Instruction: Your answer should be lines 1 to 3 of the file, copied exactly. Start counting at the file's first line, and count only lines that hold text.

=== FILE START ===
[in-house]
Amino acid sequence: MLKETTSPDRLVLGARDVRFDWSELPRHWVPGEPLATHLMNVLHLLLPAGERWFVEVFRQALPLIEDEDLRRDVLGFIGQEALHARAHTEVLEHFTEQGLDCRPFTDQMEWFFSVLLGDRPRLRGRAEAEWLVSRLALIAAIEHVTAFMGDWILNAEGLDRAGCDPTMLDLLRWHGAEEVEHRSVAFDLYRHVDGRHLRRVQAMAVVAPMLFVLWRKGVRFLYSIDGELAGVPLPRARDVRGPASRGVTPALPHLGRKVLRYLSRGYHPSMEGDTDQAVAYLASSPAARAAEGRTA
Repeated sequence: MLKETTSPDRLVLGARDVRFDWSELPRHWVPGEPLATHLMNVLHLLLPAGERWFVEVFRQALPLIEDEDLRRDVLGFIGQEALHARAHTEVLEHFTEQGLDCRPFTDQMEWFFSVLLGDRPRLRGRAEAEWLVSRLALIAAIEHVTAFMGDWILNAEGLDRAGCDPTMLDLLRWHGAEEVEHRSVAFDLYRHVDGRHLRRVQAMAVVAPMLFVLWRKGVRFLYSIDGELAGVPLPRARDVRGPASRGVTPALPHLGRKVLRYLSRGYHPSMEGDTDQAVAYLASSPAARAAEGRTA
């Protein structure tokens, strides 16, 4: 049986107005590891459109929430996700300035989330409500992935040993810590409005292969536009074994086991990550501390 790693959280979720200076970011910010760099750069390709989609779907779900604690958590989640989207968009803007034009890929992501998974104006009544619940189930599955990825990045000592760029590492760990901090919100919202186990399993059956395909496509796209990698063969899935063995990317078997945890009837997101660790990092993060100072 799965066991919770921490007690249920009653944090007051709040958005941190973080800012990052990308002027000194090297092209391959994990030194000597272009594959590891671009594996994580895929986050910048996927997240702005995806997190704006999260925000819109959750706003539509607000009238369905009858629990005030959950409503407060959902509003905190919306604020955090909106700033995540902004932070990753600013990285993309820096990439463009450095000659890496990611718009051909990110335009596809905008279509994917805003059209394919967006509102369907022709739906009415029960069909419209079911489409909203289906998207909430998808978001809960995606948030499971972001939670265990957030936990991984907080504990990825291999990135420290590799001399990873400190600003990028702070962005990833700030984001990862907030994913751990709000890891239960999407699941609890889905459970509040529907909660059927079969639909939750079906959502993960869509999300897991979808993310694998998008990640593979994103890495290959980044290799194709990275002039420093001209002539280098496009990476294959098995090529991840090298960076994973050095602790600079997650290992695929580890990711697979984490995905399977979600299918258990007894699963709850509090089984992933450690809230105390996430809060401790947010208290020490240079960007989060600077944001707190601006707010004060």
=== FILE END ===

[in-house]
Amino acid sequence: MLKETTSPDRLVLGARDVRFDWSELPRHWVPGEPLATHLMNVLHLLLPAGERWFVEVFRQALPLIEDEDLRRDVLGFIGQEALHARAHTEVLEHFTEQGLDCRPFTDQMEWFFSVLLGDRPRLRGRAEAEWLVSRLALIAAIEHVTAFMGDWILNAEGLDRAGCDPTMLDLLRWHGAEEVEHRSVAFDLYRHVDGRHLRRVQAMAVVAPMLFVLWRKGVRFLYSIDGELAGVPLPRARDVRGPASRGVTPALPHLGRKVLRYLSRGYHPSMEGDTDQAVAYLASSPAARAAEGRTA
Repeated sequence: MLKETTSPDRLVLGARDVRFDWSELPRHWVPGEPLATHLMNVLHLLLPAGERWFVEVFRQALPLIEDEDLRRDVLGFIGQEALHARAHTEVLEHFTEQGLDCRPFTDQMEWFFSVLLGDRPRLRGRAEAEWLVSRLALIAAIEHVTAFMGDWILNAEGLDRAGCDPTMLDLLRWHGAEEVEHRSVAFDLYRHVDGRHLRRVQAMAVVAPMLFVLWRKGVRFLYSIDGELAGVPLPRARDVRGPASRGVTPALPHLGRKVLRYLSRGYHPSMEGDTDQAVAYLASSPAARAAEGRTA